Why this Teen Girl Should Inspire You to Bust the Stigma of Mental Illness

Oct 8, 2014

Find out how this teenage girl showed her support of Mental Illness Awareness Week with her art at www.HeartofMichelle.com #BustTheStigma #SayItForward #MentalHealthAwarness

Alexis is a quiet 16-year-old girl. She keeps to herself and spends a lot of time drawing. She doesn't care for conflict, avoiding it at almost all costs. She always strives to be polite, respectful and to not hurt anyone's feelings. She can get along with most people with no problem.

She's a peaceable girl.

She's a Quiet Girl, but Speaks up When Necessary

On Monday, Alexis was telling me that someone she knows "doesn't believe in mental illness or at least she doesn't believe it's common."

I turned to her and said, "Uh, one in four. I just wrote a post about this today because it's Mental Illness Awareness Week. 1 out of 4 adults and 1 out of 5 children. 1 out of 17 of those has a serious mental illness like bipolar, schizophrenia or major depression. Not common? Quite the opposite."

We had a little discussion about all sorts of things. She's had several debates with friends about mental illnesses or even "disorders" that aren't mental illnesses, such as dyslexia and Asperger's. 

She's not afraid to tell it like it is. She doesn't hide from the conflict when it comes to helping others understand, or when she sees the need to bust the myths associated with a disorder.

She's bold when she has to be.

How My Teenage Daughter Showed Support of MIAW with Her Art

Later in the evening, she was drawing. She's always drawing. She is one of the most artistic people I've ever known. Most of her artwork is by hand and some is digital. The one she was working on was digital. I took this shot, which I posted on Instagram.

This teen girl used her artistic talents to help spread awareness during Mental Illness Awareness Week.

Her drawing was coming along quickly, so I decided that I'd post the finished work as a follow-up photo later. 

I was so surprised when I came back. 

I had no idea she'd been drawing a picture to help promote Mental Illness Awareness Week, but that's exactly what she'd done. 

Of course mental illness is a subject close to her heart, as it is mine. She and her siblings have bipolar disorder and she lost her father to this illness. 

It is important to her that the stigma stops. 
It's important that people have more sympathy.
It's important that people gain knowledge and leave ignorance behind.

I'm proud to share with you - her contribution to Mental Illness Awareness Week 2014.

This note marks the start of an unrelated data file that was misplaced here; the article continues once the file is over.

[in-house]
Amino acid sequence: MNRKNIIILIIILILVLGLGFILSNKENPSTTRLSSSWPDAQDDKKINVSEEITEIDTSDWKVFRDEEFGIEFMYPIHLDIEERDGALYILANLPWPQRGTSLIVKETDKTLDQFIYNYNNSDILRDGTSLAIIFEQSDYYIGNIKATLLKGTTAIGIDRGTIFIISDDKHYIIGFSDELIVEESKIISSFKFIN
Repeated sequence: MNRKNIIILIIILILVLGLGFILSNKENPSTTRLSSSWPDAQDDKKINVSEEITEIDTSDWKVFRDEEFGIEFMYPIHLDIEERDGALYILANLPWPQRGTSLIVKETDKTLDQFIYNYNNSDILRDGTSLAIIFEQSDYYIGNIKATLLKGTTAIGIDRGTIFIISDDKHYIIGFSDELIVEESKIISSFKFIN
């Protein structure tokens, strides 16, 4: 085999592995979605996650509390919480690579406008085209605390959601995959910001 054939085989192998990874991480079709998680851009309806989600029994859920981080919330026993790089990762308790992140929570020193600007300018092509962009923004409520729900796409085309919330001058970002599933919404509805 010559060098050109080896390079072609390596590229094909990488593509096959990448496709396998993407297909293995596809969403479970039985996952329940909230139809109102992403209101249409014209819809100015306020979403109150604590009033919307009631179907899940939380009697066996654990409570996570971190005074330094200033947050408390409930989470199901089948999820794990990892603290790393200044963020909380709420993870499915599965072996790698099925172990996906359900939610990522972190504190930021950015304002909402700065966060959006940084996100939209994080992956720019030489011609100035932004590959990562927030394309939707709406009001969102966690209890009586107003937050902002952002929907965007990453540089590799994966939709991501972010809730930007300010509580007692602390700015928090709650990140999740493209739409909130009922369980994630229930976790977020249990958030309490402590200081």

My teen daughter is a quiet, peaceable girl, but when it comes to mental illness, she's not afraid to speak up. See the beautiful pictures she drew in support of Mental Illness Awareness Week. #BusttheStigma #SayItFoward
Her message is clear:
-You don't need to hide it. #SayItFoward
-You shouldn't ignore it. #BustTheStigma

Why You Should Be Inspired to #BustTheStigma

This girl has suffered. How easy it would be for her to hide her illness. How easy it would be, in the face of "unbelievers" such as the one mentioned above, to simply shut up.

It's difficult, when you know someone who has died from suicide, to stand up to people who think suicide is "selfish" or "stupid." She does it anyway.

It's difficult to mention bipolar and have someone say "Oh. Mood swings. That's just called being a teenager." She does it anyway.

When people say they don't believe in mental illness or they believe that it's 'overplayed,' it can be difficult to admit you support those living with these illnesses. She does it anyway.

This quiet-spoken girl, who avoids arguments and conflict, doesn't hesitate to stand up for those who are suffering. She doesn't shy away from speaking the truth.

This teenage girl does what most people won't do: She speaks out boldly for those needing understanding and support. That's why this teen girl should inspire you to #BustTheStigma and #SayItFoward

If this quiet, peaceable girl can do it, so can you. 

If you suffer from depression of any kind, know there is help available to you. If you are contemplating suicide, please call National Suicide Prevention Lifeline at 1-800-273-8255.

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  1. Wonderful Alexis. I am a 32 year old who has OCD and bipolar. Although I was diagnosed at 14 I rarley spoke out about as a teen and even in collge. It has not been until these past few monthes when I have been suspecting and helping manage bipolar in my 8 year old son who was diagnosed in August that I began speaking out. I am homeschooling him this year after the schools very negative response after his diagnoses of CAPD last winter.

  2. Thank you, Alexis and Michelle. My daughter Charity Peterson shared your drawing with me. I've borrowed it, Alexis as my Facebook Profile Picture this week. I think it is wonderful, as are you. Let me know if you do not want me to use it. I feel strongly about speaking out regarding mental illness too. Best wishes always. ;`D

    1. David, We're thrilled that you enjoyed Alexis' art. I also saw where you shared a bit of your story (Charity tagged me) on Facebook. Feel free to connect with me anytime.


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